- Lesson details
In the fifth part of Glenn Vilppu’s Animal Drawing series, he focuses on elephants. The sheer size of these gentle giants requires a different skeletal structure than the other animals you’ve learned about. Elephants are known to have a high degree of intelligence and a pleasant social demeanor, which make for excellent drawing opportunities. The last chapter is a timed assignment for you to practice what you’ve learned. Premium members have hi-res downloads of the same references that Glenn uses, plus others.
Glenn’s approach to drawing animals is similar to his approach to figure drawing-– start with the gesture, then construct and use light to describe form and accentuate movement.
Instead of copying what you see, you will learn the skills necessary to draw animals from imagination. Glenn will start with Comparative Anatomy between humans and animals, and then break down specifics of animal anatomy. Specifics such as knowing what an animal eats and its place in the food chain can be discovered by analyzing its anatomy and structure.
By taking this structural point of view, you will be able to draw any animal from your imagination. This is beneficial to all artists, whether their interest is in Fine Art, Animation, Comics or other fields.
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Elephants. And at times
you'll see rhinos and hippos. But they're really
neat animals to take and work with. So I've got some great
resources and so let's see what we can do with that.
remember all the animals we've talked about so far
we've focused on the zigzag pattern. The scapula
taking and coming down, elbow
coming down, the knees. But that basic -
that basic configuration. Now with the element, it changes.
The elephant's - it's still there but it's
muted. So if you look now the
bones here that we've got going here. You can see that we're
getting the - I'm gonna draw this a little bit over
the scapula now is a bit straighter up.
Now we're coming through, you can still feel the spine,
in here. Let's see and the arm
is basically coming down a bit more.
Now of course the bones are huge and then we
coming into what would be the elbow
and now this leg's slighty coming forward so there is a bend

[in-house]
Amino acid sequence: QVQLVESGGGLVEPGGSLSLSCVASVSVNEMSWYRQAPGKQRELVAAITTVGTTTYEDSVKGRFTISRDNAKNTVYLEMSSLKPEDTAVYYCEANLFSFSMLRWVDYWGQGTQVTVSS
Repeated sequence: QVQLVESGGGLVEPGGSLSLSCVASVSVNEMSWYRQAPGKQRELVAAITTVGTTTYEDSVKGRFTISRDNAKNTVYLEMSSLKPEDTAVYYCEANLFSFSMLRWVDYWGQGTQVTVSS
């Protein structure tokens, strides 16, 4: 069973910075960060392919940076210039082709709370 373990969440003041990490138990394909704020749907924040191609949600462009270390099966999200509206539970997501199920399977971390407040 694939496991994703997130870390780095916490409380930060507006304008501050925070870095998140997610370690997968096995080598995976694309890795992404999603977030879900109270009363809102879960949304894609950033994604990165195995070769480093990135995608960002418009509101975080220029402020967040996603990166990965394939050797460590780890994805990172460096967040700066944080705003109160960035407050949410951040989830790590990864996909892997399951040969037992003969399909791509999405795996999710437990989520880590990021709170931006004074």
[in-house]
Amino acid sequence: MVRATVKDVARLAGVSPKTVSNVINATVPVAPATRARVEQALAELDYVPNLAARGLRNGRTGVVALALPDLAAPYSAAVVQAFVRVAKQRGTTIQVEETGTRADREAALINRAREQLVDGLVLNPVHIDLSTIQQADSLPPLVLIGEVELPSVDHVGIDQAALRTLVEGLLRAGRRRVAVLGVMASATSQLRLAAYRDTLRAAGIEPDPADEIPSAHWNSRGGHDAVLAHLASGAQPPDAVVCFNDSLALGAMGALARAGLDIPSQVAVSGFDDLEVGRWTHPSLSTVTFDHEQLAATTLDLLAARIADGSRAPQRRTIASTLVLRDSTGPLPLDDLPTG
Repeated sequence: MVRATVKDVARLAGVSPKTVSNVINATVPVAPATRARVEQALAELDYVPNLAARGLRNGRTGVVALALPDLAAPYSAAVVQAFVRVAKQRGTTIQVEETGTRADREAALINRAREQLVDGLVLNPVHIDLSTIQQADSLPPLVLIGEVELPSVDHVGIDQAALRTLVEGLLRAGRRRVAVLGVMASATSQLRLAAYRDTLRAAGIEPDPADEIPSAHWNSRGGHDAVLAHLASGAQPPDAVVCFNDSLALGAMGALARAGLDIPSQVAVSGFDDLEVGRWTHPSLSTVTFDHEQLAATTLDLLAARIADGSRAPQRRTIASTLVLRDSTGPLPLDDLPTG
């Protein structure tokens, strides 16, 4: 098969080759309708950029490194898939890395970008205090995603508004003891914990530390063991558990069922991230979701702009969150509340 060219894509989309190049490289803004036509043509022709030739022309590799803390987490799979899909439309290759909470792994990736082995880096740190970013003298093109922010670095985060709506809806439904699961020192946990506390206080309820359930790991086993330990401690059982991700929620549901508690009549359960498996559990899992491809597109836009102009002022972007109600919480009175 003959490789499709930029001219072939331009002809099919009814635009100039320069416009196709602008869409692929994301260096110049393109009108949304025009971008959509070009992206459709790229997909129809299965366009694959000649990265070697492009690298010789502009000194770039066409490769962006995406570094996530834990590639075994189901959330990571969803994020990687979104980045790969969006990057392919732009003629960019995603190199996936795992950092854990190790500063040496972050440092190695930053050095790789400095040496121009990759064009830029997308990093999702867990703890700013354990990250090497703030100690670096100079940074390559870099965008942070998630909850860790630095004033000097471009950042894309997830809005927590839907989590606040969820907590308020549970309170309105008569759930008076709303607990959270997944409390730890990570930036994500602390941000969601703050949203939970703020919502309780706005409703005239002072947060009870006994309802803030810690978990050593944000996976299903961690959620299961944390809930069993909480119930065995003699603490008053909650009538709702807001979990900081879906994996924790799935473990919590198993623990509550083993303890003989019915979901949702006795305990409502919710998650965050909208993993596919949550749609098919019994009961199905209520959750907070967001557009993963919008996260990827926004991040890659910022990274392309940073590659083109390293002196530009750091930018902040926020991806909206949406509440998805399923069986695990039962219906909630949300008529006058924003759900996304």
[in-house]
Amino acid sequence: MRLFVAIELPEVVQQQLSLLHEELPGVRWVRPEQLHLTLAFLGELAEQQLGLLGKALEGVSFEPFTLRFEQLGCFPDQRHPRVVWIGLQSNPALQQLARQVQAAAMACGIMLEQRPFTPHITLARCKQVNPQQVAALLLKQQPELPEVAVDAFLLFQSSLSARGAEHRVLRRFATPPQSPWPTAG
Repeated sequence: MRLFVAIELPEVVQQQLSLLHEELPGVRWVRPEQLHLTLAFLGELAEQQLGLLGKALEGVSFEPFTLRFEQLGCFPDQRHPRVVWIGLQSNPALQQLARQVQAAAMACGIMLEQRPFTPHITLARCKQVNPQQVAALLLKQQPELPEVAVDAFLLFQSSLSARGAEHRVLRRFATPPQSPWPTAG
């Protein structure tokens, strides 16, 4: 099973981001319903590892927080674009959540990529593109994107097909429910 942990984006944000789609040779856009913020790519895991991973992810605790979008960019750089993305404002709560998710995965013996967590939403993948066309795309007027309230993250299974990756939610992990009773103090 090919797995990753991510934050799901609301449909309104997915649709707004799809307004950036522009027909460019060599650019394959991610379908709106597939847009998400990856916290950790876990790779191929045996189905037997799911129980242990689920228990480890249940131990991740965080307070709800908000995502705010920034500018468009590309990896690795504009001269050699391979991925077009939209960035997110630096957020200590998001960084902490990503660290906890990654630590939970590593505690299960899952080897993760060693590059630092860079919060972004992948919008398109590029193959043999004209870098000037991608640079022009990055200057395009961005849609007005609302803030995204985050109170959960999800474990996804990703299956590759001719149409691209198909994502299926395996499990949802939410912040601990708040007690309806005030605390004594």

and then we're coming into the ankle or the wrist
and then the fingers coming straight down
and walking with our fingers straight down this way okay
and what they actually do is they really have a big pad
underneath that makes that part of the shape. But this is
a simple vertical form. So what happens then when you're
looking at the animal is we see this scapula
coming out here but it almost looks like somebody standing
with sort of baggy pants. In other words, the muscles
I think go from here, takes and creates a long
fold coming down this way. And
We can feel the full, the muscles coming down
through here. So it's - it has a very
almost human quality if that's what you can take about an element
but and you got the wrist, then it's coming down to
the fingers. And they got the same arrangement of fingers that we
do but it's this flow, it's all still there.
As you're drawing the animal then, drawing the elephant,
we're always looking for the same thing. Now as we take
let's take and go back here a little bit now. So as the spine
comes up, notice we've got the withers up here, again sticking up
okay and then the vertebrae coming up and then the
the skull. See it's way up
here. This is a huge, massive
skull that we're looking at. So we
look the ligament then is actually taking and going all
the way across through here and we got this stuff coming up.
And then we feel the - we have a lot of
coming down from in here we can feel all of this building up
and then we're building into the head. But the same basic
things that we work with. Now the general
body shapes that you look at - and this'll become
really obvious as we go through you're gonna see
that it tends to be long
like this. Rather heavy
rear end coming through, we can feel here going off,
out to the head out here
and large hindquarters. Now
again the rear, the pelvis - and we'll take
and look at a little bit here, but the pelvis is very broad,
coming through, and we think of where the
hip bone is so now we get the same kind of arrangement. The bones are coming
down straighter. And we're coming through
and down so it really - it
really does end up looking like somebody's just wearing
in the costume inside of the
elephant with baggy pants.
Okay enough of that okay. Let's just take and take a quick
look at the skull.
Okay. Now one of the elements
when you're looking at the skull and you get the whole
concept of the cyclops, in other word
methodical - not methodical -
mythical figure, the big one
this was something from somebody